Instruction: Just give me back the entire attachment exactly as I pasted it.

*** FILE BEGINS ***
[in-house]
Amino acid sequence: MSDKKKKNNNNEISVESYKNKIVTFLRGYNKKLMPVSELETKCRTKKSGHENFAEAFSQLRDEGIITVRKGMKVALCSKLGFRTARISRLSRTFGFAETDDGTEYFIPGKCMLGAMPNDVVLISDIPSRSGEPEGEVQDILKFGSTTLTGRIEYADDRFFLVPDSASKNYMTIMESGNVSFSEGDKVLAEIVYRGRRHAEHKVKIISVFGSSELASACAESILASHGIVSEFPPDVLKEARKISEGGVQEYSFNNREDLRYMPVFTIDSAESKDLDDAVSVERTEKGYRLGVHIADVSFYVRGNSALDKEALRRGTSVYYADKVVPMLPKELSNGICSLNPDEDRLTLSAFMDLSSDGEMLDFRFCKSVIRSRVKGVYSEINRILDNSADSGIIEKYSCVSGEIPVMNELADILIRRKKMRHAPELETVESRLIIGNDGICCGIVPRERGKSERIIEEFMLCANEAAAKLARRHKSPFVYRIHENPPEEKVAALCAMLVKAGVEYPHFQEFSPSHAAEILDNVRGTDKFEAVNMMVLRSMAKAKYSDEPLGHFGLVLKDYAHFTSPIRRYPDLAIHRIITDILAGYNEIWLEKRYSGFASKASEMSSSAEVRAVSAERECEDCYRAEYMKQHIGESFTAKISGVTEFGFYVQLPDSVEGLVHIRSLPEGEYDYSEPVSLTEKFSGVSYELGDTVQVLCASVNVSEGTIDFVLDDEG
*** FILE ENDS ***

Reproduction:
[in-house]
Amino acid sequence: MSDKKKKNNNNEISVESYKNKIVTFLRGYNKKLMPVSELETKCRTKKSGHENFAEAFSQLRDEGIITVRKGMKVALCSKLGFRTARISRLSRTFGFAETDDGTEYFIPGKCMLGAMPNDVVLISDIPSRSGEPEGEVQDILKFGSTTLTGRIEYADDRFFLVPDSASKNYMTIMESGNVSFSEGDKVLAEIVYRGRRHAEHKVKIISVFGSSELASACAESILASHGIVSEFPPDVLKEARKISEGGVQEYSFNNREDLRYMPVFTIDSAESKDLDDAVSVERTEKGYRLGVHIADVSFYVRGNSALDKEALRRGTSVYYADKVVPMLPKELSNGICSLNPDEDRLTLSAFMDLSSDGEMLDFRFCKSVIRSRVKGVYSEINRILDNSADSGIIEKYSCVSGEIPVMNELADILIRRKKMRHAPELETVESRLIIGNDGICCGIVPRERGKSERIIEEFMLCANEAAAKLARRHKSPFVYRIHENPPEEKVAALCAMLVKAGVEYPHFQEFSPSHAAEILDNVRGTDKFEAVNMMVLRSMAKAKYSDEPLGHFGLVLKDYAHFTSPIRRYPDLAIHRIITDILAGYNEIWLEKRYSGFASKASEMSSSAEVRAVSAERECEDCYRAEYMKQHIGESFTAKISGVTEFGFYVQLPDSVEGLVHIRSLPEGEYDYSEPVSLTEKFSGVSYELGDTVQVLCASVNVSEGTIDFVLDDEG